Dr. Xian Mallory joined the Department of Computer Science at FSU in Fall 2020. She obtained her bachelor’s degree in Shanghai Jiao Tong University in 2004, majoring in Information Engineering. She then obtained two master’s degrees in Shanghai Jiao Tong University and the John’s Hopkins University in 2006 and 2008, majoring in Pattern Recognition and Intelligent Systems, and Electrical Engineering, respectively. Between 2010 and 2012, Dr. Mallory worked in two genomic sequencing companies, the McDonnell Genome Institute at St. Louis, Missouri, and the Institute for Genome Sciences at Baltimore, Maryland. The booming of genomic sequencing and what the genomic data can do for cancer patients drove Dr. Mallory to further pursue her Ph.D. to develop her own computational tools for this interdisciplinary area. In 2012, Dr. Mallory went to Rice University to pursue her Ph.D. in Computer Science, collaborating with professors in MD Anderson Cancer Center on developing novel machine learning tools and algorithms to more accurately detect mutations in human genomes. She graduated with the Ph.D. in 2018 and continued her research on single-cell DNA sequencing data analysis with Dr. Luay Nakhleh in the Computer Science Department at Rice University as a Postdoctoral Research Associate, co-mentored by Dr. Nicholas Navin at MD Anderson Cancer Center. She was one of the awardees of the Computational Cancer Biology Trainee Program between 2018 and 2020.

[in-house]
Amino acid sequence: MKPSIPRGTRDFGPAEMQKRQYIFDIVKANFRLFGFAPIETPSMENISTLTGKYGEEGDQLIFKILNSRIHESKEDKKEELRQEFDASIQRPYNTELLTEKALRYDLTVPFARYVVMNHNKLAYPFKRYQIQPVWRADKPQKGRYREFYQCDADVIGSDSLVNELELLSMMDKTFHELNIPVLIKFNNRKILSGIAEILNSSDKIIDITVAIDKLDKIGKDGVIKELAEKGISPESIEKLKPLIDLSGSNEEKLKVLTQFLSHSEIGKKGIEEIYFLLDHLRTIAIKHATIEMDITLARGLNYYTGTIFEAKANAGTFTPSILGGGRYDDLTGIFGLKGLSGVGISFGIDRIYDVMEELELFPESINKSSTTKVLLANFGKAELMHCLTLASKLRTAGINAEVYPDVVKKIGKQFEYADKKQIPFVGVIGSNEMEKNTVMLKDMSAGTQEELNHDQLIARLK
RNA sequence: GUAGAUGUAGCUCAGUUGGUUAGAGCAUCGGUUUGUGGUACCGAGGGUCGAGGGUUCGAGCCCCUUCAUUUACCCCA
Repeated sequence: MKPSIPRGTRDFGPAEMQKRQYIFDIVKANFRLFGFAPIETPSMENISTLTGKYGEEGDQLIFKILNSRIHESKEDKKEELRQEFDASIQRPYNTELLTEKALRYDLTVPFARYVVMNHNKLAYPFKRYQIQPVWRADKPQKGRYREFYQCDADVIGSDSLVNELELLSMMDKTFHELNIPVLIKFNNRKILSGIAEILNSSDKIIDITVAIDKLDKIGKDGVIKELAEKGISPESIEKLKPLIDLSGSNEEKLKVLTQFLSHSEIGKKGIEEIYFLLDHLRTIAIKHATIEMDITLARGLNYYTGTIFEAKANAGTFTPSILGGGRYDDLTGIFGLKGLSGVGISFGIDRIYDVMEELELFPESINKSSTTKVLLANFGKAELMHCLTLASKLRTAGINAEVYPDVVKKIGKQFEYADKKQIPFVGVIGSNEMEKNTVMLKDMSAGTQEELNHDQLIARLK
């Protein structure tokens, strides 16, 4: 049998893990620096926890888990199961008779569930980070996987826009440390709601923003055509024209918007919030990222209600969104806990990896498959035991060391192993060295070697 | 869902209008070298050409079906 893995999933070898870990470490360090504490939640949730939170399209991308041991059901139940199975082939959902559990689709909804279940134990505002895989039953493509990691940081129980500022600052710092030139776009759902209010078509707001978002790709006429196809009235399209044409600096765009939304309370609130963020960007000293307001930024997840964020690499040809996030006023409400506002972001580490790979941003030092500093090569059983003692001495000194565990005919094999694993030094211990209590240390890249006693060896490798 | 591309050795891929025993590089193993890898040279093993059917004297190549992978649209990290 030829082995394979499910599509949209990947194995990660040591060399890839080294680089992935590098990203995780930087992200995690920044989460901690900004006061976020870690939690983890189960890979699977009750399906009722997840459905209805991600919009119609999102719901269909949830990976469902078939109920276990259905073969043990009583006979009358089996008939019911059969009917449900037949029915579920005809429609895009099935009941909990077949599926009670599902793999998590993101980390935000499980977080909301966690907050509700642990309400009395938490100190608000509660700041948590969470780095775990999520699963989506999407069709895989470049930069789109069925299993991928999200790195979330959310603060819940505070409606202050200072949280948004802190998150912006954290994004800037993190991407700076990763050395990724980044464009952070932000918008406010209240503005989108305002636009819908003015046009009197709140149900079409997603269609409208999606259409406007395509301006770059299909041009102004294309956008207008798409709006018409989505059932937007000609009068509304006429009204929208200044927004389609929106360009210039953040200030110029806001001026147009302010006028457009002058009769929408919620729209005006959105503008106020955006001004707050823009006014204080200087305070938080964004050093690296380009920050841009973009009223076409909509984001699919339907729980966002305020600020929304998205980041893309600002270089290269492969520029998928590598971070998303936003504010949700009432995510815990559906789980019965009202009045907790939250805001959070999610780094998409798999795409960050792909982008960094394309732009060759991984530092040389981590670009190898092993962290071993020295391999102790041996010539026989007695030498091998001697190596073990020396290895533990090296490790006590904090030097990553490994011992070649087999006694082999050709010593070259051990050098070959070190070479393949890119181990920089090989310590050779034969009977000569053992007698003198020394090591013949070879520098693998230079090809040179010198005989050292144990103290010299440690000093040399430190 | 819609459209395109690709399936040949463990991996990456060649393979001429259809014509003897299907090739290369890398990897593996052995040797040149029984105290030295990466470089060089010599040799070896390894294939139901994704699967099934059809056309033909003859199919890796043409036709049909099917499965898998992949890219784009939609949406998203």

Due to the working experience at McDonnell Genome Institute, as well as the opportunity to work with international consortia such as The Cancer Genome Atlas (TCGA), Human Genome Structural Variation Consortium (HGSVC), and the Genome In A Bottle (GIAB), Dr. Mallory published numerous top journals in genomics area, including but not limited to Nature, Nature Methods, Nature Communications, New England Journal of Medicine, Cell Stem Cell, Genome Research, etc. She also published first-author papers on top journals such as Genome Research, Genome Biology, PLoS Computational Biology, etc. In addition, Dr. Mallory publishes in top conferences such as RECOMB-CG.
Dr. Mallory is interested in collaborating with biologists who have interesting human genomics data such as NGS, PacBio, Optical Maps, 10X, Nanopore, HiC, single-cell DNA/RNA sequencing, etc. She is also interested in collaborating with computer scientists on developing novel computational tools to more accurately solve biological problems using algorithms, statistics, and machine learning.